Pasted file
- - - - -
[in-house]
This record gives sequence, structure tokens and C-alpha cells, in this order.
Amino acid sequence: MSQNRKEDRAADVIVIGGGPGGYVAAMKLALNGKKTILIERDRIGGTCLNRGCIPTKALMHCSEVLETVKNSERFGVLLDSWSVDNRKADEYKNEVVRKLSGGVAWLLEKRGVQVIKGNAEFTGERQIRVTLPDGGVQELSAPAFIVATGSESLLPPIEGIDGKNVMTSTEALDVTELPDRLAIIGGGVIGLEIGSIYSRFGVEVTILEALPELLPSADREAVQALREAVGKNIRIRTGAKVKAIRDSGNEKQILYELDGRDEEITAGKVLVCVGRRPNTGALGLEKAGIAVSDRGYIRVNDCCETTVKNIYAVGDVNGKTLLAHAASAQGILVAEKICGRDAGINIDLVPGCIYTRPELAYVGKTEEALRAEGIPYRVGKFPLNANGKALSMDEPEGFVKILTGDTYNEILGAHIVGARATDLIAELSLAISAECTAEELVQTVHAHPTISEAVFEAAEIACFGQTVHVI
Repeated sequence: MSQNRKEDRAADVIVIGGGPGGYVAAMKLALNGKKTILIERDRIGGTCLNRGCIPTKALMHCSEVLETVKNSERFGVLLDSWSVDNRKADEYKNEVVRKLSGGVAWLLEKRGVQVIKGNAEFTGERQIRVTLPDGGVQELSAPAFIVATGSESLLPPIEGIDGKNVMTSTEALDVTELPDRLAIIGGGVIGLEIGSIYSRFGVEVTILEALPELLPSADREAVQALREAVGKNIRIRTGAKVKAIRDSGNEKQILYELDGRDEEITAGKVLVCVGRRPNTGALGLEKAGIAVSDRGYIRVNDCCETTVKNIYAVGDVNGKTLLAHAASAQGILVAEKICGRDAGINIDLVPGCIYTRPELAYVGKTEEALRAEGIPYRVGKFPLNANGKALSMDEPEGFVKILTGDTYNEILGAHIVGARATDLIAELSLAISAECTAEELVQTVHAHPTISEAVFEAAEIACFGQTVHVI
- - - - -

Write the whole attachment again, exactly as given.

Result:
[in-house]
This record gives sequence, structure tokens and C-alpha cells, in this order.
Amino acid sequence: MSQNRKEDRAADVIVIGGGPGGYVAAMKLALNGKKTILIERDRIGGTCLNRGCIPTKALMHCSEVLETVKNSERFGVLLDSWSVDNRKADEYKNEVVRKLSGGVAWLLEKRGVQVIKGNAEFTGERQIRVTLPDGGVQELSAPAFIVATGSESLLPPIEGIDGKNVMTSTEALDVTELPDRLAIIGGGVIGLEIGSIYSRFGVEVTILEALPELLPSADREAVQALREAVGKNIRIRTGAKVKAIRDSGNEKQILYELDGRDEEITAGKVLVCVGRRPNTGALGLEKAGIAVSDRGYIRVNDCCETTVKNIYAVGDVNGKTLLAHAASAQGILVAEKICGRDAGINIDLVPGCIYTRPELAYVGKTEEALRAEGIPYRVGKFPLNANGKALSMDEPEGFVKILTGDTYNEILGAHIVGARATDLIAELSLAISAECTAEELVQTVHAHPTISEAVFEAAEIACFGQTVHVI
Repeated sequence: MSQNRKEDRAADVIVIGGGPGGYVAAMKLALNGKKTILIERDRIGGTCLNRGCIPTKALMHCSEVLETVKNSERFGVLLDSWSVDNRKADEYKNEVVRKLSGGVAWLLEKRGVQVIKGNAEFTGERQIRVTLPDGGVQELSAPAFIVATGSESLLPPIEGIDGKNVMTSTEALDVTELPDRLAIIGGGVIGLEIGSIYSRFGVEVTILEALPELLPSADREAVQALREAVGKNIRIRTGAKVKAIRDSGNEKQILYELDGRDEEITAGKVLVCVGRRPNTGALGLEKAGIAVSDRGYIRVNDCCETTVKNIYAVGDVNGKTLLAHAASAQGILVAEKICGRDAGINIDLVPGCIYTRPELAYVGKTEEALRAEGIPYRVGKFPLNANGKALSMDEPEGFVKILTGDTYNEILGAHIVGARATDLIAELSLAISAECTAEELVQTVHAHPTISEAVFEAAEIACFGQTVHVI